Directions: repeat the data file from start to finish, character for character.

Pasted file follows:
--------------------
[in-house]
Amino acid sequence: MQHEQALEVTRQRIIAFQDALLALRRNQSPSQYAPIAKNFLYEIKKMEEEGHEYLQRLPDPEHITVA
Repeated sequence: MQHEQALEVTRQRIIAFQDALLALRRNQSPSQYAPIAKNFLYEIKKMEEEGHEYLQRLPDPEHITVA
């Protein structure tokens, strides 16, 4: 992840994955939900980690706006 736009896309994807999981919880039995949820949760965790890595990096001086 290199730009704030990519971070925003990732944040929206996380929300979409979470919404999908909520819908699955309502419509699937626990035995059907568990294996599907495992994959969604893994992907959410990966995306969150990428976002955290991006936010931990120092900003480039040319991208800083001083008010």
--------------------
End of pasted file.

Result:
[in-house]
Amino acid sequence: MQHEQALEVTRQRIIAFQDALLALRRNQSPSQYAPIAKNFLYEIKKMEEEGHEYLQRLPDPEHITVA
Repeated sequence: MQHEQALEVTRQRIIAFQDALLALRRNQSPSQYAPIAKNFLYEIKKMEEEGHEYLQRLPDPEHITVA
């Protein structure tokens, strides 16, 4: 992840994955939900980690706006 736009896309994807999981919880039995949820949760965790890595990096001086 290199730009704030990519971070925003990732944040929206996380929300979409979470919404999908909520819908699955309502419509699937626990035995059907568990294996599907495992994959969604893994992907959410990966995306969150990428976002955290991006936010931990120092900003480039040319991208800083001083008010």